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The Foundation of a Strong Black Community

For years the black community has focussed its energy on securing jobs, climbing the corporate ladder and fighting for equitable treatment in the workplace and political area.  We believed that this strategy would net our community significant social and economic benefits.  Unfortunately, this strategy has not produced the benefits the black community has hoped for as a whole.

After the Civil Rights Bills passed in the 1960s, the black upper- and middle-classes migrated from the safe inner city to the hostile white suburb.  With this exodus, and their considerable disposable income, came the collapse of the black business community and the breakdown of the black family.  Fifty (50%) percent of black-owned businesses failed after the 1960s.  The many thriving black business districts around the country were decimated after desegregation.  As a result, the foundation of the black neighborhood imploded and has yet to recover.  The black marriage rate went from over 50% in 1950 to 30% today.  In 1965, 8% of black children were born out of wedlock.  By 2010, it was 72%.

Per Capita Business Revenue by Race

                                                                                           Black                    White                       Asian                    Hispanic

Business Revenue                                            $188 bil               $13 tril                    $800 bil                $474 oil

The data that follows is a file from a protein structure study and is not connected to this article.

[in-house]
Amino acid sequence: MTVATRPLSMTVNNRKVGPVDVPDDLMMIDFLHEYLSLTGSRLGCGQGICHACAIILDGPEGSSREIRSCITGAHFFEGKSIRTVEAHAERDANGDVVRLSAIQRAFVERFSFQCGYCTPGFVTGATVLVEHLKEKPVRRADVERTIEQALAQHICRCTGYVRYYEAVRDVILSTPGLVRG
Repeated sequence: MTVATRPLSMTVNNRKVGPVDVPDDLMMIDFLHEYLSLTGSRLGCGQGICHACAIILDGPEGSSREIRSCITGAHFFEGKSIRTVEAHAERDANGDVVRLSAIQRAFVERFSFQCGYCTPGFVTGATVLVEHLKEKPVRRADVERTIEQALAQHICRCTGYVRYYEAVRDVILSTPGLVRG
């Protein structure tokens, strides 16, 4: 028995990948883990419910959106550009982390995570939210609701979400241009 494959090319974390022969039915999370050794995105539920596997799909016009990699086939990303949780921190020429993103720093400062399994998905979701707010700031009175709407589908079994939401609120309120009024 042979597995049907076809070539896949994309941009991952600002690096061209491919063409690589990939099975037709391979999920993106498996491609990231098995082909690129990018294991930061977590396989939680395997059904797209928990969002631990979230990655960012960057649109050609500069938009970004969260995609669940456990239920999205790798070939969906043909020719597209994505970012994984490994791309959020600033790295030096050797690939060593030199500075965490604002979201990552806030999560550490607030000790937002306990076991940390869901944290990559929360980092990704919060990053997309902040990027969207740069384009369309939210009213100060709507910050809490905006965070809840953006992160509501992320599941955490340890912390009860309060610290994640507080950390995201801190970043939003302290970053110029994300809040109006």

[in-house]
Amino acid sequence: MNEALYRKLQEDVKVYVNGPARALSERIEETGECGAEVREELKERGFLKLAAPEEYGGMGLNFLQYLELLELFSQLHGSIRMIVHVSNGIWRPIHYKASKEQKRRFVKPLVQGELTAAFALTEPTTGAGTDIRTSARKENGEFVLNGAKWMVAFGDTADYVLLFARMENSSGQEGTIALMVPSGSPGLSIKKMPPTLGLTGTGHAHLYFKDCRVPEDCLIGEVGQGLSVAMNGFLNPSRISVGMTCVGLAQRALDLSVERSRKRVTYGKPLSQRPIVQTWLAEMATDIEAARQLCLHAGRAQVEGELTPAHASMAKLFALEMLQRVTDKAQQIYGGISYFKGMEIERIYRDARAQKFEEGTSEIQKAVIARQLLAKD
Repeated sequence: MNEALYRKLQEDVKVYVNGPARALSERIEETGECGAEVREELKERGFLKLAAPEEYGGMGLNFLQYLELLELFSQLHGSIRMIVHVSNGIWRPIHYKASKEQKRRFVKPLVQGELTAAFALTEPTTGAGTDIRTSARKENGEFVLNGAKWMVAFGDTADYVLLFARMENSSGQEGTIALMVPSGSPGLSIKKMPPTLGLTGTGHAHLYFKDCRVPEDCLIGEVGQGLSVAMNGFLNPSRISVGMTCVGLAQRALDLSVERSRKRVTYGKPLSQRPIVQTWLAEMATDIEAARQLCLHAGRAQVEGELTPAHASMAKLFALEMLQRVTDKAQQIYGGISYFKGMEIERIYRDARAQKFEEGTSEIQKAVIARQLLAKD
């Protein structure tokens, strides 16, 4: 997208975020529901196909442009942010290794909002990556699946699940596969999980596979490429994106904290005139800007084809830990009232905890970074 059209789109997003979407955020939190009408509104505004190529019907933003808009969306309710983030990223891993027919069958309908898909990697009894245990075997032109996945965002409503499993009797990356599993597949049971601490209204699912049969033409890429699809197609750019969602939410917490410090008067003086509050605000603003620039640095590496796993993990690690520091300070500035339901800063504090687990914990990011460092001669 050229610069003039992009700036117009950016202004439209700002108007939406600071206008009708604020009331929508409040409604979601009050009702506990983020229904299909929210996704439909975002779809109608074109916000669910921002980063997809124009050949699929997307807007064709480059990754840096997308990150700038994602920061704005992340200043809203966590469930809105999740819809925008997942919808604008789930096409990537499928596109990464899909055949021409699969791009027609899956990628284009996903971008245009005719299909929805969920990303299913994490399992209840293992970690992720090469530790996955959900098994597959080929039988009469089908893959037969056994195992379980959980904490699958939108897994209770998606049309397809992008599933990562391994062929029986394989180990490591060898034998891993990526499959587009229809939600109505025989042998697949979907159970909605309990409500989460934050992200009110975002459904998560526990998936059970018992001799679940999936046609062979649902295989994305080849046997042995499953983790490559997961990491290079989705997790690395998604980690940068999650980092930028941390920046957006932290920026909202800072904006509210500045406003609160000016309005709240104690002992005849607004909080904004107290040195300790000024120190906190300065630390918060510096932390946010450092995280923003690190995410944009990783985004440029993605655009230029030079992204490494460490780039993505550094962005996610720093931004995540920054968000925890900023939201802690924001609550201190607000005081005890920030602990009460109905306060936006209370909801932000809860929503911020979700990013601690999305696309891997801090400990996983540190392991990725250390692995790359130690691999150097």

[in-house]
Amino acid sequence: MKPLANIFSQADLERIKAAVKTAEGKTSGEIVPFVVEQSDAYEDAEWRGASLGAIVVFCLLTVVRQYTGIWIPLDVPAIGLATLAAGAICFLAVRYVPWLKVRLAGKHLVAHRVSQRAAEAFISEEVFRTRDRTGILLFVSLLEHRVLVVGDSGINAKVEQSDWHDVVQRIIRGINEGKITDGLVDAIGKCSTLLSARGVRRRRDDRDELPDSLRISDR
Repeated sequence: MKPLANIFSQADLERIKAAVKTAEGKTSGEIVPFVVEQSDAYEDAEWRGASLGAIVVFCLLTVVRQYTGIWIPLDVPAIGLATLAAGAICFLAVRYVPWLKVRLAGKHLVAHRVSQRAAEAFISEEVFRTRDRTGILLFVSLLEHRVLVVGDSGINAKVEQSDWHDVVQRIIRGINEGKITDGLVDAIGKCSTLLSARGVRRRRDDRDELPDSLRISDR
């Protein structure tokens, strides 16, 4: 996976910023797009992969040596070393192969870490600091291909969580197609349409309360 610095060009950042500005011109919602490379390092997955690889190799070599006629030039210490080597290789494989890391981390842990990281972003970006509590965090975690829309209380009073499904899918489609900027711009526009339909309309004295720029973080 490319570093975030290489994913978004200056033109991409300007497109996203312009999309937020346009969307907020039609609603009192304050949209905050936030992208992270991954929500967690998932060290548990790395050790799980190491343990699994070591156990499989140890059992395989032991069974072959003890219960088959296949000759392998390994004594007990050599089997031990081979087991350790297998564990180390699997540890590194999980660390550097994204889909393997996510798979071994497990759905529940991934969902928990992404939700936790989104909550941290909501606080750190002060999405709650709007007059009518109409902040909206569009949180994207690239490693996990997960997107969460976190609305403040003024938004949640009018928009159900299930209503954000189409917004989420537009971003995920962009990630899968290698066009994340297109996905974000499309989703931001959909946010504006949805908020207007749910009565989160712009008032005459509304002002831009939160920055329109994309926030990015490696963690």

Population                                                          42 mil                   197 mil                   17 mil                    52 mil

Per Capita Business Revenue                       $4,500                 $66,000                  $47,100                $9,200


Average Household Wealth

                                                                               1963                     2016                       Change

Black                                                                     $19,504              $139,523               $120,019

White                                                                   $140,633            $919,336               $778,703

Difference                                                           $121,129           $779,813             


Community is defined as a group of individuals whose members empower, support, encourage, protect, motivate, strengthen, inspire, respect, uplift and trust each other.  Blacks have been indoctrinated to think "every man for himself", while other cultures are indoctrinated to think "leave no man behind".  We must transform how we think about ourselves and the importance of a strong vibrant community.

We believe Adinkra Hene Village can be another great black business district following in the footsteps of the once very thriving and prosperous Bronzeville, Chicago; Central Avenue, Los Angeles; Farish Street, Jackson, MS; Fourth Avenue, Birmingham; Greenwood, Tulsa; Harlem, NY; Hayti District, Durham; Jackson Ward, Richmond; Jefferson Street, Nashville; Morris Street, Charleston; Rock Hill, Charlotte; Seventh Street, Oakland; Sweet Auburn, Atlanta; Tenth Street, Dallas; The Ville, St. Louis; U Street, Washington, DC; Walnut Street, Louisville and 18th and Vine, Kansas City, MO. 

TBF believes that Adinkra Hene Village will be a transformative project for the black community.  We are seeking support from those who believe in the social, cultural and economic importance and necessity of the black community.

This effort will integrate local black businesses with local black consumers, making it easy and convenient for residents to shop and "think black first".  It will infuse capital into our community, create jobs, pay a living wage, provide educational scholarships, increase net worth, cultivate the next generation of black entrepreneurs and foster an environment of self-reliance and cultural pride.

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